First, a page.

Saturday, February 23, 2008

Not So New But Noteworthy

I've had three tabs open all week, intending to blog about each of them. Now it's Saturday, so it's time for rapid-fire.

Charles McGrath, "Is PBS Still Necessary?":

Argument: PBS's ratings are declining, cable is ascendant, and the public network doesn't compete in prime-time.
My counter-argument: Not everyone has cable, jack, and lots of channels don't do so well in prime-time, especially arts, culture, and science channels on cable. We need PBS to have strong programming all day long, when networks take a bath and where it does pretty well.
Big idea: Public radio, both NPR and PRI, have been more innovative than PBS and have actually gained audience because of it. So PBS needs to try more innovation.

Scott Horton, "Jonah's Fascism": Everyone's taken a crack at Jonah Goldberg's Liberal Fascism, but few people are in the position to be as systematic as Scott Horton, aka the most culturally and historically informed political blogger on the web.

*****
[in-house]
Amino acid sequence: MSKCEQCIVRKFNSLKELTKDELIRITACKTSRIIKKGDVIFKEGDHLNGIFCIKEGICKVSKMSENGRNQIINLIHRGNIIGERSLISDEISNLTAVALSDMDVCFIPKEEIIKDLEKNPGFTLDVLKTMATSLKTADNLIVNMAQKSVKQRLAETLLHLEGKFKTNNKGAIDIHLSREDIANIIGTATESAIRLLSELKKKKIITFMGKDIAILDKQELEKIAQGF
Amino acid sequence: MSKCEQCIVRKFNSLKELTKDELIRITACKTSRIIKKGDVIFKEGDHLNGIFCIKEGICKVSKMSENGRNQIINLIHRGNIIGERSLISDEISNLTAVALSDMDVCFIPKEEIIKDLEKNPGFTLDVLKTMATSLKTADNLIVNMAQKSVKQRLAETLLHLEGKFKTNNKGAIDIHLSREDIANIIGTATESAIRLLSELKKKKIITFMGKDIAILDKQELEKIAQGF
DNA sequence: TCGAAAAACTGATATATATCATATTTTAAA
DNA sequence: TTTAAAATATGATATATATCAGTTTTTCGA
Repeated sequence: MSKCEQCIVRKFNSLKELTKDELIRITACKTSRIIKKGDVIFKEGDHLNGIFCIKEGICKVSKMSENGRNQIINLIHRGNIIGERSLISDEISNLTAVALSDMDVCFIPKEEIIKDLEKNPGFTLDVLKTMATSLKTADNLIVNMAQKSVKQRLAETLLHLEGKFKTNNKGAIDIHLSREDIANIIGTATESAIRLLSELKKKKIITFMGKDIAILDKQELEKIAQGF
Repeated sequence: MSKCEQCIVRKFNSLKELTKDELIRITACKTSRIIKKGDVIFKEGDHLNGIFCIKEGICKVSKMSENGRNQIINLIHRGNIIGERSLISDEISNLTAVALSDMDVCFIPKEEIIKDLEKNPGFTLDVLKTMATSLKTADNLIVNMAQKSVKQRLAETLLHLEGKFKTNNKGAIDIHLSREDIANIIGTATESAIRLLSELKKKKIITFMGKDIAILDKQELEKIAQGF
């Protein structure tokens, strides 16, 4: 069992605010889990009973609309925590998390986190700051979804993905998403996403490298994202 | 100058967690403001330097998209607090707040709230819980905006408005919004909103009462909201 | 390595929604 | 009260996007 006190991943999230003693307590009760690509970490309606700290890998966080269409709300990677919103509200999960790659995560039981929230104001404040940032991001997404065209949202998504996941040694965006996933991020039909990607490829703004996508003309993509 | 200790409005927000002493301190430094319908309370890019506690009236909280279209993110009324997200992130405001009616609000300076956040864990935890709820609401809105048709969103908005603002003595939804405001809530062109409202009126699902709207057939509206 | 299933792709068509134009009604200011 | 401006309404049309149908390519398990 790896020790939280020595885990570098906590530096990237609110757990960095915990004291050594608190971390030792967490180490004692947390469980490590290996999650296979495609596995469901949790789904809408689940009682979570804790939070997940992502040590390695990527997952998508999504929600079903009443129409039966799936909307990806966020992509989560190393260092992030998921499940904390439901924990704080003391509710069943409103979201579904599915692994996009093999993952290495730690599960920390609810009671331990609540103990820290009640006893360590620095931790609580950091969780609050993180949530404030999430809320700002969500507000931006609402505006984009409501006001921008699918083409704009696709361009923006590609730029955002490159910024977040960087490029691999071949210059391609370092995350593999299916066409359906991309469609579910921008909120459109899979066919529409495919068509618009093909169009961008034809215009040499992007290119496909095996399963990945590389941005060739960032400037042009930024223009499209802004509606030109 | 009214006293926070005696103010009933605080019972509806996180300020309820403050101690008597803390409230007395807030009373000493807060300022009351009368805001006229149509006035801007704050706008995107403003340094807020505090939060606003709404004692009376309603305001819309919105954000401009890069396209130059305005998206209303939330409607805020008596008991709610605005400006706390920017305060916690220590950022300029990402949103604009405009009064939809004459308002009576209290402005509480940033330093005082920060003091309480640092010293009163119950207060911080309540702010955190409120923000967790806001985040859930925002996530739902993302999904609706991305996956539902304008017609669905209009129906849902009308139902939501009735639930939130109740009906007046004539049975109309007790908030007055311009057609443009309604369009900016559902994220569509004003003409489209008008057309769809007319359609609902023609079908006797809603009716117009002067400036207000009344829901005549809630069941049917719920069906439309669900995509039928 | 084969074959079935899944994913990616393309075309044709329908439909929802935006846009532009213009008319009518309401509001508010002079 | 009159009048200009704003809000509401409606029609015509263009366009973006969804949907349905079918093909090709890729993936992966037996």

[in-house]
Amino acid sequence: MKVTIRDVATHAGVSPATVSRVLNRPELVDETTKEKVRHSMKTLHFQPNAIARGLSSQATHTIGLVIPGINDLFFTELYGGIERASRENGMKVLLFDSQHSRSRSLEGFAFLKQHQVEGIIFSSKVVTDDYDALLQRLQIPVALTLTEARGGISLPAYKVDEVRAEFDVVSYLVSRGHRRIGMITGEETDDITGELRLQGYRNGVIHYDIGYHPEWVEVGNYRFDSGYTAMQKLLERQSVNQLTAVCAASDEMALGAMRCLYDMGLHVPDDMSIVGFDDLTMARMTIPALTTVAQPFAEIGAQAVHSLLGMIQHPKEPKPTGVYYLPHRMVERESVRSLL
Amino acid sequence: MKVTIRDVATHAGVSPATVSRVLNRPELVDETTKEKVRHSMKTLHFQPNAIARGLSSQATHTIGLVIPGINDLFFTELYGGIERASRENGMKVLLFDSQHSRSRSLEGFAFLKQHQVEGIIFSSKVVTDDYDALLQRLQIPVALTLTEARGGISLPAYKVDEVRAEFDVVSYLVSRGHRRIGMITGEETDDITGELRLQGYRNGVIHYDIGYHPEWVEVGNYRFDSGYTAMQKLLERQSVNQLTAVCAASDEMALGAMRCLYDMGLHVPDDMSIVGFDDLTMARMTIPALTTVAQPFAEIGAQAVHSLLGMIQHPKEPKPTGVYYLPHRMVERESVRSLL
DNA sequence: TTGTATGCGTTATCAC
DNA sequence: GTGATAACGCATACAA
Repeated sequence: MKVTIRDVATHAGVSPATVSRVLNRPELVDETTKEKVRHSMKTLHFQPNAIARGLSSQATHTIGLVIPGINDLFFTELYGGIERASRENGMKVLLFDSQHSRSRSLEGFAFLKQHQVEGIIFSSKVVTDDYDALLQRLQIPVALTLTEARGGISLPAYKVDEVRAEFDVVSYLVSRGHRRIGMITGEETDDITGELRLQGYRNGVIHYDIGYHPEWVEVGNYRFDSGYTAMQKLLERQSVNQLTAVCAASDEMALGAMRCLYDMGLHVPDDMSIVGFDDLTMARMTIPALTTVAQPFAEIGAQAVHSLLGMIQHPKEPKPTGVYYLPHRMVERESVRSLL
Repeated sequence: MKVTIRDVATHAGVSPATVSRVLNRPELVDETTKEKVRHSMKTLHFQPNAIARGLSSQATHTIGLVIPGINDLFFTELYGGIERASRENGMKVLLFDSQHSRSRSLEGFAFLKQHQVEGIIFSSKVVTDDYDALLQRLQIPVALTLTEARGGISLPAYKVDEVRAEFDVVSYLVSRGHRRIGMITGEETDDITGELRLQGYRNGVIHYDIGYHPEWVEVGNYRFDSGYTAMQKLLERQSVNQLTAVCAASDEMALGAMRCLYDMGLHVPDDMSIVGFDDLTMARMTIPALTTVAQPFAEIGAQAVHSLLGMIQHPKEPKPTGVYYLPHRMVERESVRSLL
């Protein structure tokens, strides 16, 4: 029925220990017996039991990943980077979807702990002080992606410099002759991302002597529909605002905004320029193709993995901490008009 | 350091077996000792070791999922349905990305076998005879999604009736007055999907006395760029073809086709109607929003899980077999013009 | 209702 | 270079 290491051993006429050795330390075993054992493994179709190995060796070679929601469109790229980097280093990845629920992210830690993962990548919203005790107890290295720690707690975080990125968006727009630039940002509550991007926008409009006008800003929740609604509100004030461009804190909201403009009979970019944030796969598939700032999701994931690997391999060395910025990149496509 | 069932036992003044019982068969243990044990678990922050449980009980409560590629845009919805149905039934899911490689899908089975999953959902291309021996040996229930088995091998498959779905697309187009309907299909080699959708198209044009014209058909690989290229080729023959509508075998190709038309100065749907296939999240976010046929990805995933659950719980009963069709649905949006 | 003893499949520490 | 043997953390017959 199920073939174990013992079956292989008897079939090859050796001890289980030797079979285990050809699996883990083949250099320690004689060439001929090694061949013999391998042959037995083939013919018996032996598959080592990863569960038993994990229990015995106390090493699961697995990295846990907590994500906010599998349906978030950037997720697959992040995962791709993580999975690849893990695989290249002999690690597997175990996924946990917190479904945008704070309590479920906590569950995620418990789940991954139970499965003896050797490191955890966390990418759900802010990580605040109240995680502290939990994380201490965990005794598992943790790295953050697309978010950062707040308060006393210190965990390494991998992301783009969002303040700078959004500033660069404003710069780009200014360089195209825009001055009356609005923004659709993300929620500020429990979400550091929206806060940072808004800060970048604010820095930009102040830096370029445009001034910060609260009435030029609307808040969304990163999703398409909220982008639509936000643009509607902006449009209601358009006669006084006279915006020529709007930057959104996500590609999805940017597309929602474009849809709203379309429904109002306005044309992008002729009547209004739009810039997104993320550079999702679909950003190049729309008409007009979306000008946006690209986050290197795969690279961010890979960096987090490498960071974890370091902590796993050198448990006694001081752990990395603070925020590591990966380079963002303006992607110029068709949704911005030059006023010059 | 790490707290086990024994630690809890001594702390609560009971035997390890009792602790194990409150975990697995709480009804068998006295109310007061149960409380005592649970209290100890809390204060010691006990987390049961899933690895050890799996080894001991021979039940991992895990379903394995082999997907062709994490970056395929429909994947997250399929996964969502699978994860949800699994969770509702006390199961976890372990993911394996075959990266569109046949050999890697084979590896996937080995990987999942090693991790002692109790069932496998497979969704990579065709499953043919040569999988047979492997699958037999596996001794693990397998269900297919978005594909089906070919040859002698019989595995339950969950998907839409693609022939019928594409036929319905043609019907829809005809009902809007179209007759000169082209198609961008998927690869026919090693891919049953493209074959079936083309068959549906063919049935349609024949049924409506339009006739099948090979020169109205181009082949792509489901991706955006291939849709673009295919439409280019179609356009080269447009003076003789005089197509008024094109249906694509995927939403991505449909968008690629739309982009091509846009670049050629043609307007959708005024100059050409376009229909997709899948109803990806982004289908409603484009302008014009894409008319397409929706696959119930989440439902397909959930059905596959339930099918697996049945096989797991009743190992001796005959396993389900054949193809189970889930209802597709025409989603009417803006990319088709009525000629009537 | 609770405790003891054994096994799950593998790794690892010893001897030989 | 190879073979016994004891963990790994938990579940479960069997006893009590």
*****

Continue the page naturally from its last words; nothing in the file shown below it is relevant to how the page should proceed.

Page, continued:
Mark Bernstein, "NeoVictorian Computing": Bernstein calls for a revival of "personal computing," taking the 19th-century Arts and Crafts movement as a model. Exposed joints, handicrafts, and an emphasis on objects and software designed to get things done. It's more a chain of insightful critiques than a full-fledged program, but as someone who spends a lot of time thinking about historical analogues to our digital moment, this is a very useful and potentially fruitful strand to follow.

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